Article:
Introducing a Powerful Way to Purge Cache on CloudFlare: Purge by Cache-Tag

by Dani Grant.

Today CloudFlare is introducing a new way to purge the cache using Cache-Tags. Cache-Tags are assigned to cached content via a Cache-Tag response header, and are stored as metadata with cached objects so that global purges take only seconds, targeting a granular, finite set of cached objects.

For example, an e-commerce website can use Cache-Tags to purge all of their catalog images at once, without affecting any of their other assets. A blog can use Cache-Tags to update their JavaScript files in cache, without forcing a cache miss on their CSS. A business can use Cache-Tags to purge cache of all four hundred pages of their blog without purging any of the pages from their core platform.

The CloudFlare Cache

With 42 data centers around the world, web pages served directly from CloudFlare’s cache are guaranteed to be just a few hops away from any visitor, anywhere. With a little bit of fine tuning, many websites succeed in delivering most of their content from cache, saving a majority of bandwidth on their origin servers. One website even managed to reduce their AWS bill by 96% when they started caching assets behind CloudFlare.

CloudFlare’s cache is powerful, but when a developer pushes out changes to their website, it can be frustrating to wait for the content to update in CloudFlare’s cache. Long cache TTLs are great for speed, but when a developer updates their website, they want the newest version to be available immediately, globally.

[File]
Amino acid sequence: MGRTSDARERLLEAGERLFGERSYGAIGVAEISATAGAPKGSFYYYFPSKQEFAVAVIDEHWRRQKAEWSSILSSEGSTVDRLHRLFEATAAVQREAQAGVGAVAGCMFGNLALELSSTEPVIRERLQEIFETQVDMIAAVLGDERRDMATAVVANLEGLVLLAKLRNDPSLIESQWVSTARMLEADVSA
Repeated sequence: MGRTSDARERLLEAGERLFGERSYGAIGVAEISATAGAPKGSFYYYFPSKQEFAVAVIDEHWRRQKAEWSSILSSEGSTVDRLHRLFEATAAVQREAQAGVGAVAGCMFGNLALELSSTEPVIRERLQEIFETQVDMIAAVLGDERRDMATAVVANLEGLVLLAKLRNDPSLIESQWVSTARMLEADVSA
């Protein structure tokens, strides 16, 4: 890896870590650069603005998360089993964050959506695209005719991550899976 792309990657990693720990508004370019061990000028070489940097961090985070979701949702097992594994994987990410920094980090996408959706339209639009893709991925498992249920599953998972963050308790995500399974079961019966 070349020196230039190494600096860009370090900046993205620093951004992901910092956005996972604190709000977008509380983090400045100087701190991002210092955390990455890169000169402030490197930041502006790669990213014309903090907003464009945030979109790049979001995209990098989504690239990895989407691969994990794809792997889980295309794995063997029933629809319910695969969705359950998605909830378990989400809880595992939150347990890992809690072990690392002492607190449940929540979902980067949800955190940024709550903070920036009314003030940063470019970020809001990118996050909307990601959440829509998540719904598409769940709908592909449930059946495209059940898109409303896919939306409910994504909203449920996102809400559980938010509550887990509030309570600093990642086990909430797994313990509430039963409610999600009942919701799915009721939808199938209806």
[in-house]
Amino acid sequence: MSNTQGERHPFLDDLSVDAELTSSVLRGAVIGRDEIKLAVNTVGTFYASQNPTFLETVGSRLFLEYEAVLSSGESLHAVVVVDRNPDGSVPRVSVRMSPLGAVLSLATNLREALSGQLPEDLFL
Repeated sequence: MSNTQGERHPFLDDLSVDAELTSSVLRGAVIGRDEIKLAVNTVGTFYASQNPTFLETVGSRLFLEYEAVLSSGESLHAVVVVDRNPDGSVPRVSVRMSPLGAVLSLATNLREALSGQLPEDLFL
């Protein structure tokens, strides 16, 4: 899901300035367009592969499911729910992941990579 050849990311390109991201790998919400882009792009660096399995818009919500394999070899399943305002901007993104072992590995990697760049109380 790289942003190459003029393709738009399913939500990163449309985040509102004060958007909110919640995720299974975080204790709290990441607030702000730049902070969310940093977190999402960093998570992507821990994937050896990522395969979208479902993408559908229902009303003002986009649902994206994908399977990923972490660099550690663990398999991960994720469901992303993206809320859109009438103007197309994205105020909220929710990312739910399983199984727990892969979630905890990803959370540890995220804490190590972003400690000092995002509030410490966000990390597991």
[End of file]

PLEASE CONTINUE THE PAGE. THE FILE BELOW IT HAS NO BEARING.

CloudFlare now offers three different ways to purge the cache.

  1. Purge individual files in the cache
  2. Purge all files in the cache
  3. Cache-Tags for granular control

Using Cache-Tags

To setup a Cache-Tag for an item, simply add a Cache-Tag response header to that object. A Cache-Tag header can have multiple tags, separated by a comma.

Cache-Tag: tag1,tag2,tag3 

CloudFlare will automatically assign any tags in the response header as metadata to that object when it is cached. Before the response is proxied to the website visitor, CloudFlare will remove the Cache-Tag header so that end users of your website cannot see the Cache-Tags assigned to an object.

To purge content by its Cache-Tag, use the CloudFlare dashboard or purge programmatically with the API.

This is a sample curl to purge cache by a Cache-Tag called ‘cat-tag’.

Purging by Cache-Tag is fast. Purges take effect globally in just a few seconds, even if the tag purged is associated with hundreds or thousands of cached files.

To read more about how to use Cache-Tags, check out our support article: here.

Cache Tag Availability

Purge by Cache-Tag is enabled automatically for all Enterprise plan websites. All a developer has to do to get started is add the Cache-Tag HTTP response header to items on their website. If you are not yet an Enterprise customer, get in touch with our team here.

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